(pdf file, 6 ill.)
In the mid-1990s I met a man named Nestor living in the solitude of the hilly Emmental region of Switzerland. Nestor has a unique and provocative claim: that he focuses for years on a constellation of huge shining spheres and strings which have been formed in his field of vision. He interprets this phenomenon as a subtle structure formed by our consciousness which in turn creates our material world. Nestor, who calls himself a seer, ascribes this subjective visual perception to his long lasting efforts to develop his consciousness.
In history of religion and art, a multitude of cases are known in which spiritually committed individuals report about abstract or figurative subjective visual phenomena they experienced – often while in ritually induced altered states of consciousness (cf. Tausin, 2010b; MüllerEbeling, 1993). Usually, these phenomena are interpreted in terms of the cultural and religious tradition of the individual. Nestor’s case, though, seems to be exceptional in two regards: First, Nestor himself is aware of, and considers, the ophthalmological explanation of his visual experience, known as “eye floaters”. And second, floaters are a common and wide spread phenomenon, experienced by a lot of people who do not claim to live a particularly religious or spiritual life.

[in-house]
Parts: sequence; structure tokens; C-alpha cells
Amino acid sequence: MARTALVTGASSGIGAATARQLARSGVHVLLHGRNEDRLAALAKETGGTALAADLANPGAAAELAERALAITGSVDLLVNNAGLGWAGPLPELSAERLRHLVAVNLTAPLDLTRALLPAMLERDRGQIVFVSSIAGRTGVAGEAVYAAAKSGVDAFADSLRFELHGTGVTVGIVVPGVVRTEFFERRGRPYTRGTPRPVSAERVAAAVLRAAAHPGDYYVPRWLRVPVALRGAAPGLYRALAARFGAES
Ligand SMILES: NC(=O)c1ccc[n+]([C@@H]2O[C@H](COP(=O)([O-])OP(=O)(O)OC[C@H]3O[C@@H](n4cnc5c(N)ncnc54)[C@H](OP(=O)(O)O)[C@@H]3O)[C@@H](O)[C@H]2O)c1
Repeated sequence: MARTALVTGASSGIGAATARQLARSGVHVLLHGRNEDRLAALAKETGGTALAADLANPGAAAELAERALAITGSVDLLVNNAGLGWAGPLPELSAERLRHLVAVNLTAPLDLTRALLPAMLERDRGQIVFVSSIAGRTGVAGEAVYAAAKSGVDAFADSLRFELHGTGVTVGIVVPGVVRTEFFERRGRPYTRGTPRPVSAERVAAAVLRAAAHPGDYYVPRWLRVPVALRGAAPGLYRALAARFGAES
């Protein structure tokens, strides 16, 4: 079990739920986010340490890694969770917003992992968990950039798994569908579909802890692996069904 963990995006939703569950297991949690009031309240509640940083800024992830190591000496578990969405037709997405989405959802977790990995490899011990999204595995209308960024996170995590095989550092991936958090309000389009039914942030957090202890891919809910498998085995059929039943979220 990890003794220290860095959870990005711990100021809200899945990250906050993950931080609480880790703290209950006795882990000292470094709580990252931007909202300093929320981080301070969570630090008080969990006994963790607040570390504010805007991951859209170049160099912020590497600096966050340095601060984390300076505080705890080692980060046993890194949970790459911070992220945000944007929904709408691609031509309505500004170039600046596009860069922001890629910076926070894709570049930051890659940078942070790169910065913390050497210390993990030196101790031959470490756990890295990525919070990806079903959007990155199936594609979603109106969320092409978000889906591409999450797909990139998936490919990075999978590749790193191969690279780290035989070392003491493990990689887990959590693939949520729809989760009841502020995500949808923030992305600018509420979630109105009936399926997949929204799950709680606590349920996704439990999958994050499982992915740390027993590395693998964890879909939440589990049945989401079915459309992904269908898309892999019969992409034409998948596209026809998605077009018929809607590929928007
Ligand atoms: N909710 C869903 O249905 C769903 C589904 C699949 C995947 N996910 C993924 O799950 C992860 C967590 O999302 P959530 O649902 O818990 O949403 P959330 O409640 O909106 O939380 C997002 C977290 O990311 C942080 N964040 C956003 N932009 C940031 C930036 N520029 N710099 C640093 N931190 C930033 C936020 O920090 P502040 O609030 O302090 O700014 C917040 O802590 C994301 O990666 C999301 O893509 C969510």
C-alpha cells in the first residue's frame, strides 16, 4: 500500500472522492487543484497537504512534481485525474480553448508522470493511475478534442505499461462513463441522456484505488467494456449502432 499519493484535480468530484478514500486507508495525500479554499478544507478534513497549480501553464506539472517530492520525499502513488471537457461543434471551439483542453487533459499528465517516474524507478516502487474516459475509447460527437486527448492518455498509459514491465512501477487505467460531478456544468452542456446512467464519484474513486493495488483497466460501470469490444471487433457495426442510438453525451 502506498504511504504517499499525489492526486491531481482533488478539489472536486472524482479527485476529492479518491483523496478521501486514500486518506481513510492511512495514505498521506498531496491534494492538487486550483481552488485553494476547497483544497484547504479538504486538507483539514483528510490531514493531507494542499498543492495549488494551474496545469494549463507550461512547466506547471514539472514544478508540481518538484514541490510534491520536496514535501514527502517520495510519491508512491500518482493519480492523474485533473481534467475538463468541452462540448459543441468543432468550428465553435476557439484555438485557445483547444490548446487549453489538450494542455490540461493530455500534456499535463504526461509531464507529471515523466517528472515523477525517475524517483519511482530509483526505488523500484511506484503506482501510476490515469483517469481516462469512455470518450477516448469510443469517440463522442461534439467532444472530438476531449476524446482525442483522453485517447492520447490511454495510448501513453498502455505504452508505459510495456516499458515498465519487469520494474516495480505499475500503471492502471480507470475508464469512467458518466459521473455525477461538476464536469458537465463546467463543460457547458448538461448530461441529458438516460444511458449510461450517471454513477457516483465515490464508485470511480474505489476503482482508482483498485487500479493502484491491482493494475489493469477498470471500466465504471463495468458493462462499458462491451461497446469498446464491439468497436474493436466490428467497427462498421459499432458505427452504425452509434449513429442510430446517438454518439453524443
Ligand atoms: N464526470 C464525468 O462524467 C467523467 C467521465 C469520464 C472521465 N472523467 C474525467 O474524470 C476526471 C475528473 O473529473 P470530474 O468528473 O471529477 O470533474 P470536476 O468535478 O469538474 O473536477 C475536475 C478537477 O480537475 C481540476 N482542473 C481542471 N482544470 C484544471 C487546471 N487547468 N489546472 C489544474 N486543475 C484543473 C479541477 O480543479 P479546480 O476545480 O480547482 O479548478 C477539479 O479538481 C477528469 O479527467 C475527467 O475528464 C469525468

In the course of a learning time with Nestor, I tried to understand the phenomenon from an ophthalmological point of view, as well as from my own observations. My objective was to comprehend Nestor’s claims about the spiritual relevance of this phenomenon (Tausin, 2009a). In this article I will address the following questions that I have been considering in the process:
1) What are floaters?
2) What makes Nestor think of floaters as a spiritual phenomenon?
3) Are there any equivalents in the history of science and religion to understanding floaters in terms of spiritually relevant visionary experiences?
4) Does Nestor’s claim require a new ophthalmological understanding of eye floaters, and how so?
5) Is it reasonable to think of floaters as a spiritual phenomenon, and to what extent…